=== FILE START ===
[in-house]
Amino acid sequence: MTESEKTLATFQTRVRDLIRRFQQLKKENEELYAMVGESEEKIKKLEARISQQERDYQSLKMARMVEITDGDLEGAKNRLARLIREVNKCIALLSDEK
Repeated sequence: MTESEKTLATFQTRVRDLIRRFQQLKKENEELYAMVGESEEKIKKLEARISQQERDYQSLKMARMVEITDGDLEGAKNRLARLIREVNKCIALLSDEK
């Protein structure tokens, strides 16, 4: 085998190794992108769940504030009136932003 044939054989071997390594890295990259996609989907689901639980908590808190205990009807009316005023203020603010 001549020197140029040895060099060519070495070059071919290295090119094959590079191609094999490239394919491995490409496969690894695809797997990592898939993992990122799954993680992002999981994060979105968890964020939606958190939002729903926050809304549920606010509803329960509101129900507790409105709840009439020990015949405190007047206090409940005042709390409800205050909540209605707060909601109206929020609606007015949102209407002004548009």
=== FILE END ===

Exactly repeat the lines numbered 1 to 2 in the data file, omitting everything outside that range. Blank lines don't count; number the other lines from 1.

[in-house]
Amino acid sequence: MTESEKTLATFQTRVRDLIRRFQQLKKENEELYAMVGESEEKIKKLEARISQQERDYQSLKMARMVEITDGDLEGAKNRLARLIREVNKCIALLSDEK